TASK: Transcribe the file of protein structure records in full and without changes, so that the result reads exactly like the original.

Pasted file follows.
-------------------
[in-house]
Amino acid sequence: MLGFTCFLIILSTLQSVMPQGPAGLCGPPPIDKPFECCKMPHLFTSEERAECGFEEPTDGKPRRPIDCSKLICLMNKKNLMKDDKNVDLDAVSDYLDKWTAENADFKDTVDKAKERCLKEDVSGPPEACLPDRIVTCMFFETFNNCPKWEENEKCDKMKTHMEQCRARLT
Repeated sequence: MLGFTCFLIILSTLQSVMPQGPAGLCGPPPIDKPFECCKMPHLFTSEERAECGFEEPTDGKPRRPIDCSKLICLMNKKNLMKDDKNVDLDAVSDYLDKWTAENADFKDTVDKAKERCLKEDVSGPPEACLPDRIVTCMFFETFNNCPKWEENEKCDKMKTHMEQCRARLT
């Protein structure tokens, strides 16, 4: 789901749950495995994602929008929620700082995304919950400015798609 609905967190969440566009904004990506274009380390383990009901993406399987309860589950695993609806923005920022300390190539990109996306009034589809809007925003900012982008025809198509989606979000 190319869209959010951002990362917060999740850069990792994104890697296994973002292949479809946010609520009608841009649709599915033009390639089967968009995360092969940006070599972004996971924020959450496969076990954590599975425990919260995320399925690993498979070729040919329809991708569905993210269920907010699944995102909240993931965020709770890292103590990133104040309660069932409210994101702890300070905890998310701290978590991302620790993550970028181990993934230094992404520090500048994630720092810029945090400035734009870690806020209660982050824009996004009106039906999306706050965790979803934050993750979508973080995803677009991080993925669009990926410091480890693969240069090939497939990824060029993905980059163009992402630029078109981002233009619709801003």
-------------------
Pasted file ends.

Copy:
[in-house]
Amino acid sequence: MLGFTCFLIILSTLQSVMPQGPAGLCGPPPIDKPFECCKMPHLFTSEERAECGFEEPTDGKPRRPIDCSKLICLMNKKNLMKDDKNVDLDAVSDYLDKWTAENADFKDTVDKAKERCLKEDVSGPPEACLPDRIVTCMFFETFNNCPKWEENEKCDKMKTHMEQCRARLT
Repeated sequence: MLGFTCFLIILSTLQSVMPQGPAGLCGPPPIDKPFECCKMPHLFTSEERAECGFEEPTDGKPRRPIDCSKLICLMNKKNLMKDDKNVDLDAVSDYLDKWTAENADFKDTVDKAKERCLKEDVSGPPEACLPDRIVTCMFFETFNNCPKWEENEKCDKMKTHMEQCRARLT
């Protein structure tokens, strides 16, 4: 789901749950495995994602929008929620700082995304919950400015798609 609905967190969440566009904004990506274009380390383990009901993406399987309860589950695993609806923005920022300390190539990109996306009034589809809007925003900012982008025809198509989606979000 190319869209959010951002990362917060999740850069990792994104890697296994973002292949479809946010609520009608841009649709599915033009390639089967968009995360092969940006070599972004996971924020959450496969076990954590599975425990919260995320399925690993498979070729040919329809991708569905993210269920907010699944995102909240993931965020709770890292103590990133104040309660069932409210994101702890300070905890998310701290978590991302620790993550970028181990993934230094992404520090500048994630720092810029945090400035734009870690806020209660982050824009996004009106039906999306706050965790979803934050993750979508973080995803677009991080993925669009990926410091480890693969240069090939497939990824060029993905980059163009992402630029078109981002233009619709801003």